In the slums littered around Nairobi, there are thousands of children without any place to go during the day. It’s not for lack of want, but rather lack of resources. Many children lack the opportunity to attend school, and those who are able to attend are often only able to do so during part of each month. Instead, they may be put to work, or left on the streets under the influence of gangs and other bad actors. Some of the lucky few become engaged with organizations working to protect children from these poverty-driven disasters.
I recently spoke with David Lehman, who told me about how he was taking steps to address problems such as these. He explained that his epiphany moment came while reading this article on CNN.com. It was about an organization that was teaching children photography in the Mathare slums of Nairobi, Kenya. This intrigued me since I have long believed that photography is not only a powerful means of human visual expression but it can also serve to bring people together through a shared sense of observing the world around us.
After reading the article, David told me he immediately reached out to the Kenya-based founder and the two quickly formed a relationship. They Skyped regularly. David, who holds a law degree, helped create their organizational documents, further develop their photography program, and helped the organization win a $20,000 grant from the French foreign service. The organization was called Photo Start and was created as a solution to bring external resources to bear on these persistent problems.
David explained Photo Start’s mission to me:
Photo Start is a 501(c)3 charitable organization created to teach life and business skills through photography to children living in destitute and underserved areas. Modern photography requires a great deal of ancillary technological skills, which are often pre-requisites in many other fields. The course curriculum covers Photography and Videography, Technology, and Personal and Community Development. The course is designed to bolt onto existing organizations as a supplemental educational offering. As the students progress through the Photo Start program, they are trained and encouraged to mentor other children. Post-mentorship, Photo Start students become trainers within the program, which leads to workshops led exclusively by Photo Start graduates. In this way, Photo Start creates a self-perpetuating cycle of instruction that will create a very deep impact on local communities with an ultimate goal to train children to become, not only photographers, but successful and independent people in any field.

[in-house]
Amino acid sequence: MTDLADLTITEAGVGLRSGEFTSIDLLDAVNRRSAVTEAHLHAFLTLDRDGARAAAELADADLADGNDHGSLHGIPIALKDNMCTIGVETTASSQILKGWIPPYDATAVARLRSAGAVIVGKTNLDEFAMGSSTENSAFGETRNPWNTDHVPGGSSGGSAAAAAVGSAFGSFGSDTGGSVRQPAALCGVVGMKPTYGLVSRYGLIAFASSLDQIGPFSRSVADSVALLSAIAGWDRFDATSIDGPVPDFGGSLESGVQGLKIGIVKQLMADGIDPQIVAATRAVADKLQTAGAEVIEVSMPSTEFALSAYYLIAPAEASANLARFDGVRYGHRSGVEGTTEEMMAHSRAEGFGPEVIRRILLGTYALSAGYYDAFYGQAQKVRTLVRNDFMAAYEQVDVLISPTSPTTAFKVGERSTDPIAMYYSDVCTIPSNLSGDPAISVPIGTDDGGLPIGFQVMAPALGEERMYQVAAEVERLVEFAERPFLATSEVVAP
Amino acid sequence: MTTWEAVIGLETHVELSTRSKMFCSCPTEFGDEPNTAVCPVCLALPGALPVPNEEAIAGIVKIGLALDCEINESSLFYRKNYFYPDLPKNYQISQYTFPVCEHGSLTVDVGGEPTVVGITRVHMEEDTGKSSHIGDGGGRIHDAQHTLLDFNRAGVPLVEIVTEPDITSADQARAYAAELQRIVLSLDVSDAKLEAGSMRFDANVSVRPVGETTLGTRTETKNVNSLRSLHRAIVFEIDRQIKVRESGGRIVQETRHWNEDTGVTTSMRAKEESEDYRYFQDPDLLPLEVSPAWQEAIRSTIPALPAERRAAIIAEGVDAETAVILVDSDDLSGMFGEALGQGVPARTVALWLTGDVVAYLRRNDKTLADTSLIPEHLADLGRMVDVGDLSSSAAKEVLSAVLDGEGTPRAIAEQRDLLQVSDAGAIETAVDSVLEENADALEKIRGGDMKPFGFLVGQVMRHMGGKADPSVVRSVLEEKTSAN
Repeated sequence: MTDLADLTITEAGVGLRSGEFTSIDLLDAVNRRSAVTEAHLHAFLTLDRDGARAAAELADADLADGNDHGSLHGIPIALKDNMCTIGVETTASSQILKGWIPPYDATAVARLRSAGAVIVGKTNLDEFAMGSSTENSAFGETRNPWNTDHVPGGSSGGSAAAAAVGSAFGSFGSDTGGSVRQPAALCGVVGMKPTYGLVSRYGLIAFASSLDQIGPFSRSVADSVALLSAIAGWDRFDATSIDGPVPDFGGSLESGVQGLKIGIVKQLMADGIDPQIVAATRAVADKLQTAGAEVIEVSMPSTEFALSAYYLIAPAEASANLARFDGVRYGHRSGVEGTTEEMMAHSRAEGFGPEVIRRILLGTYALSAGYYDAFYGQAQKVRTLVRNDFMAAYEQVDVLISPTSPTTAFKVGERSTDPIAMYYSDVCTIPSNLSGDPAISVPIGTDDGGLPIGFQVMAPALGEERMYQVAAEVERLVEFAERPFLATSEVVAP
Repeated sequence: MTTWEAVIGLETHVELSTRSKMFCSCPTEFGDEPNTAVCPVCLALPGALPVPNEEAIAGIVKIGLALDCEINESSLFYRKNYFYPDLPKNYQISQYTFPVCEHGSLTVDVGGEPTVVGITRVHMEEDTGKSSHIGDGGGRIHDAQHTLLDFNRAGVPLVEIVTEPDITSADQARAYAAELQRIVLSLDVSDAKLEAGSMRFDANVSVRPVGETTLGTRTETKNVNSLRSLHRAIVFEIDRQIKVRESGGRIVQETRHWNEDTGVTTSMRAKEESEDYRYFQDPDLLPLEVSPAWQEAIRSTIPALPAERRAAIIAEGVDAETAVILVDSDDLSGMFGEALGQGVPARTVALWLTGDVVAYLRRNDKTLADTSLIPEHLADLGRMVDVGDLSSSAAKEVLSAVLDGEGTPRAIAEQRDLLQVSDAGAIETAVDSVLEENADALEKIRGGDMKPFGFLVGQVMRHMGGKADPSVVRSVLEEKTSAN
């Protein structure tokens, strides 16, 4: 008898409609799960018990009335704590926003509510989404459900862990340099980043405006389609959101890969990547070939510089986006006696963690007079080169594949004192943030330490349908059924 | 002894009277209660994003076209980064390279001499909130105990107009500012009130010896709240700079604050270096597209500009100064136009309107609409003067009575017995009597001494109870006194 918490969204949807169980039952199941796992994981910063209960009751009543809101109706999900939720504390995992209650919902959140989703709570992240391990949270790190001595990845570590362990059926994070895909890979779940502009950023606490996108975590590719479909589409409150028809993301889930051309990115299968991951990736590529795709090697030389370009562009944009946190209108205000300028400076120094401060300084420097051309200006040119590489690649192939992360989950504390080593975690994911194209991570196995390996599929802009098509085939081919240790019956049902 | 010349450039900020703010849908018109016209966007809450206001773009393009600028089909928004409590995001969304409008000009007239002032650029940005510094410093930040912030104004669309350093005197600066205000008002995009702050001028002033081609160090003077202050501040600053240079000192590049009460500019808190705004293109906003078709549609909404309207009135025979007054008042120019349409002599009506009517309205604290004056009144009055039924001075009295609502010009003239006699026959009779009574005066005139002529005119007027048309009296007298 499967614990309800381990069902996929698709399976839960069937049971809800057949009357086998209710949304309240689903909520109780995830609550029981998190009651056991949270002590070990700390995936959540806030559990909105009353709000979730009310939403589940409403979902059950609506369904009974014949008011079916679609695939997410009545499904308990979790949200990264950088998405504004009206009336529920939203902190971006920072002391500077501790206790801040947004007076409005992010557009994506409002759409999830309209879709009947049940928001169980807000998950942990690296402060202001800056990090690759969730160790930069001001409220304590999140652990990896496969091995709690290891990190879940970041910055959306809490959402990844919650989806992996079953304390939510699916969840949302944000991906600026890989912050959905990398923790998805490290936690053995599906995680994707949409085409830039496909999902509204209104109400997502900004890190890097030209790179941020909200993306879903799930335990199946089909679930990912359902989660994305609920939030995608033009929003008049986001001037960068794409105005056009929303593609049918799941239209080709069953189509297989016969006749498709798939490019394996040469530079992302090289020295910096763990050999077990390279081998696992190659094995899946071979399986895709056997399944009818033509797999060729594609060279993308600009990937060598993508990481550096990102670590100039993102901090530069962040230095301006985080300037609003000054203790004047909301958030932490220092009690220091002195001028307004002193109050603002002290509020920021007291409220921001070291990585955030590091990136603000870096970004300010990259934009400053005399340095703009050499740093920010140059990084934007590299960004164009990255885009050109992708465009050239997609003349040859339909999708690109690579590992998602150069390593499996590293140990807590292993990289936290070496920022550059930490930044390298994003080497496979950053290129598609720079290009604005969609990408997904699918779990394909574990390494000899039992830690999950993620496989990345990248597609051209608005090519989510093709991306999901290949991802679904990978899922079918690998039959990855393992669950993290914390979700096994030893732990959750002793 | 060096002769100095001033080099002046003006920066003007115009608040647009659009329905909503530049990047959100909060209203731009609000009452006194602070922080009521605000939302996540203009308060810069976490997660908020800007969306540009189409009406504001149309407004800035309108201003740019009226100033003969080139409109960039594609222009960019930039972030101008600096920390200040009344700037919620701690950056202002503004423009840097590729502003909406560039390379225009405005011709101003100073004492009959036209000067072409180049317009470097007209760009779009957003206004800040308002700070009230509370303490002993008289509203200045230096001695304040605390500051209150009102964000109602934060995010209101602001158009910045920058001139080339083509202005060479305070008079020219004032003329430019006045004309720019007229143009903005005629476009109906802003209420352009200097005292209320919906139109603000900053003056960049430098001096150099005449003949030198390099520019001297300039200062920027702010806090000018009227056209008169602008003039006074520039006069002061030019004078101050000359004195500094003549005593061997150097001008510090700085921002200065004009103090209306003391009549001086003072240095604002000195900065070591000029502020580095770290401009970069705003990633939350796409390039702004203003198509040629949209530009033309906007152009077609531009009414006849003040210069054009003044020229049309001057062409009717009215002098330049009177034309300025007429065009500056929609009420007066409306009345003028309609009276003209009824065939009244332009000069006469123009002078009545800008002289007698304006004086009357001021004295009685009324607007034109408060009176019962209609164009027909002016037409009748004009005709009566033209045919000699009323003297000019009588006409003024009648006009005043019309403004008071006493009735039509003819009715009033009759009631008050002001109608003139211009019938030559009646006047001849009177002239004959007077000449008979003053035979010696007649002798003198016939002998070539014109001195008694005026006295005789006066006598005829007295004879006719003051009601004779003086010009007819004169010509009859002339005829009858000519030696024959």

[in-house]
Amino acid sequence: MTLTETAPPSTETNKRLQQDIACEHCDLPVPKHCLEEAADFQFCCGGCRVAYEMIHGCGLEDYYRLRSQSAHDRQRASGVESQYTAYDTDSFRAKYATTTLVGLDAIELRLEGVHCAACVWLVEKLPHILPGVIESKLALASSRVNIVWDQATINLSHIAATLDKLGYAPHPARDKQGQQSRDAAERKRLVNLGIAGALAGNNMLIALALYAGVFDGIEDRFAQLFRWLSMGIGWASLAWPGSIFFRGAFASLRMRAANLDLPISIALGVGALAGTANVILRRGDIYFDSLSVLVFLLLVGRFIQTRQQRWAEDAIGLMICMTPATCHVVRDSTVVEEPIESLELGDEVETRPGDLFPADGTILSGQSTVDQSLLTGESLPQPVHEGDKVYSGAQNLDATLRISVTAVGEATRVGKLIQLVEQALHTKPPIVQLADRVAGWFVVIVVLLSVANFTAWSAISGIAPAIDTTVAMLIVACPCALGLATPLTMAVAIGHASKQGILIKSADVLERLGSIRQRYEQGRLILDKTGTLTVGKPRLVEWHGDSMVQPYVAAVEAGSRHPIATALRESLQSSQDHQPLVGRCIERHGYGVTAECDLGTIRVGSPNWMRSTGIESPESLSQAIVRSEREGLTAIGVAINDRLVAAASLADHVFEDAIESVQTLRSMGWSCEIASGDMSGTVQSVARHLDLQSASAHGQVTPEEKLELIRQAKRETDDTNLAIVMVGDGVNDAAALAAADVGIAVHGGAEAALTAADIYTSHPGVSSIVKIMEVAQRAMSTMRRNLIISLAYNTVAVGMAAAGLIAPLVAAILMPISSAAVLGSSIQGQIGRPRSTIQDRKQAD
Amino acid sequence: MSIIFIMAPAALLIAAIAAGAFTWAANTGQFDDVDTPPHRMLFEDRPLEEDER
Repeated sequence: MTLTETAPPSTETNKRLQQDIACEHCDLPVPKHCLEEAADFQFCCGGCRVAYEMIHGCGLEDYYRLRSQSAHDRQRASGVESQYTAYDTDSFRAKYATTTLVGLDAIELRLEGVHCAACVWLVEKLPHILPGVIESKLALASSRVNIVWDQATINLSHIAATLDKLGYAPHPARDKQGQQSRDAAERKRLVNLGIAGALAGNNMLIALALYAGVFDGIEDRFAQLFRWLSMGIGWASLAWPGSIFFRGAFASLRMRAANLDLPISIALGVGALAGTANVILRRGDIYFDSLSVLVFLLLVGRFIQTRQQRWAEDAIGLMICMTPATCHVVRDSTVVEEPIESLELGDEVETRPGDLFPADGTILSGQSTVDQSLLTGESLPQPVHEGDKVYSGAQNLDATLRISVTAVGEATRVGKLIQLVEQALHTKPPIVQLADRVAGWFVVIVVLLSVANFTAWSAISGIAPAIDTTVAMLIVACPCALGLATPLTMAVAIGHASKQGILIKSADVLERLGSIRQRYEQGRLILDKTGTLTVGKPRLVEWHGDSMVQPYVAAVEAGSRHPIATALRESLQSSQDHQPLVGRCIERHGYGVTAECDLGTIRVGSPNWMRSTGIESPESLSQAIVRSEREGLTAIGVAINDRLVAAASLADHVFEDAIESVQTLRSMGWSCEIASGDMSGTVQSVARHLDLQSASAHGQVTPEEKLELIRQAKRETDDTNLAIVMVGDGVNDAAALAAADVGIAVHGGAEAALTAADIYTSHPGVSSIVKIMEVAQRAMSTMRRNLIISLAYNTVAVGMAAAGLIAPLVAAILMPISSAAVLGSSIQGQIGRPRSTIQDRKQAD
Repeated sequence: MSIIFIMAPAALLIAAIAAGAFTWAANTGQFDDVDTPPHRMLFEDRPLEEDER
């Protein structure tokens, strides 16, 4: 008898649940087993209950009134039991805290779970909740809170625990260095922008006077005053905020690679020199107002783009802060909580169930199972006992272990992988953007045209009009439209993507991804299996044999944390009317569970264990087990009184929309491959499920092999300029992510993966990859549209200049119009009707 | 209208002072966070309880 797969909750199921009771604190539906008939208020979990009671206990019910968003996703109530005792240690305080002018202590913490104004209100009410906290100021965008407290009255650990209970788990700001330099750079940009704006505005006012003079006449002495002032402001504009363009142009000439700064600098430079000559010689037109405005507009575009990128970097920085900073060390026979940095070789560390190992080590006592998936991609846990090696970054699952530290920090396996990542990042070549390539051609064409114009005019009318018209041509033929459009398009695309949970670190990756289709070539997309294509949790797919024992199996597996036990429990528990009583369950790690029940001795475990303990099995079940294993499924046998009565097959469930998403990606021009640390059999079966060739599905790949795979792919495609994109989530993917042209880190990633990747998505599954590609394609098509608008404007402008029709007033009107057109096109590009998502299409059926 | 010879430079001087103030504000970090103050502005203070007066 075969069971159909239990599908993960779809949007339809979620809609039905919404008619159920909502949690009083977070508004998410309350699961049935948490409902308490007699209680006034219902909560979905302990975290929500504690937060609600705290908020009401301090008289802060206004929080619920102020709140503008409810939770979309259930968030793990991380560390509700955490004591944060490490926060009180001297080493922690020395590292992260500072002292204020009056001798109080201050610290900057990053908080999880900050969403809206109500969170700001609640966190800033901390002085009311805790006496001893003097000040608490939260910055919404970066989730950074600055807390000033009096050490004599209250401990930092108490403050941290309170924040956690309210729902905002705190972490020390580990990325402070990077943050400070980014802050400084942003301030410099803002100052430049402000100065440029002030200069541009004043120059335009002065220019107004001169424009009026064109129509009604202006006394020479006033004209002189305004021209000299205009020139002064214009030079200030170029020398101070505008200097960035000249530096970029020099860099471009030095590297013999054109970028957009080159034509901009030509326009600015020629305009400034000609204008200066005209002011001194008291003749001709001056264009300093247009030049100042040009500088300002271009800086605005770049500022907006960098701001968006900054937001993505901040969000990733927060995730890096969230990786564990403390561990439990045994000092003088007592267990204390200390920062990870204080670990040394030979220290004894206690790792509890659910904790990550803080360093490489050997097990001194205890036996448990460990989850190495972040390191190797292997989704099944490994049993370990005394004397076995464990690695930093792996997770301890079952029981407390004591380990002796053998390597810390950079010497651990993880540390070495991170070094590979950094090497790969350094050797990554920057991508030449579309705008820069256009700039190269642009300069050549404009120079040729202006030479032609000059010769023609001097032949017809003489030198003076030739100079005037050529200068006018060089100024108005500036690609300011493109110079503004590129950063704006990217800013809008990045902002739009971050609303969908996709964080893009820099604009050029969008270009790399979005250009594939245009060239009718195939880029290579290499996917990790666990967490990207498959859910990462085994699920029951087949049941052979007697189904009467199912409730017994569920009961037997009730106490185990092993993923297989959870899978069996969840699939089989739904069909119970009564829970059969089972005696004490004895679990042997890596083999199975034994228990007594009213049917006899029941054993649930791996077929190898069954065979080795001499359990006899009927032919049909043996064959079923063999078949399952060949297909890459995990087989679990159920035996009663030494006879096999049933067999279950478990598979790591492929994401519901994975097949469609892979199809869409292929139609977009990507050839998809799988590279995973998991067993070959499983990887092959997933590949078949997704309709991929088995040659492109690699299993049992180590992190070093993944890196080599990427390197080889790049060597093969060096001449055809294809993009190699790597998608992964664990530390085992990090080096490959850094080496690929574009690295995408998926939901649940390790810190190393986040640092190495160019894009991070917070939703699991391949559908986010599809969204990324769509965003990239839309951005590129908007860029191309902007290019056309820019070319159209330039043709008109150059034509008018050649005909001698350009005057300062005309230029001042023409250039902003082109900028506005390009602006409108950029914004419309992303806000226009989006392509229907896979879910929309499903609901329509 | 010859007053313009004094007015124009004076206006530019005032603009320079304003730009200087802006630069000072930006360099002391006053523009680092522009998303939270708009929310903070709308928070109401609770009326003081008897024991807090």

The project gained steam and David was soon in Kenya working on the ground for Photo Start. To help the organization move forward while David is abroad helping the children, he brought on CJ Meyer to serve as Director of Marketing, Communications and Partnerships and the U.S. point of contact.
David and CJ explained to me that a typical class session is split between classroom time and free shooting. While in the classroom, students are taught theory and foundational photography concepts. Students are then brought into the community to free shoot and practice their craft. Often, the students have the chance to wander the neighborhood with their cameras and interact with the community. It is great for the children and their practice, but it is also wonderful for the community to see the children learning useful, profitable skills. Many times the children will sell their instant photos on the street for as much as USD $5.00, which is a fortune relative to their economic situations.
Along with the first photo in this article, here are four more photos from students based in Nairobi, Kenya.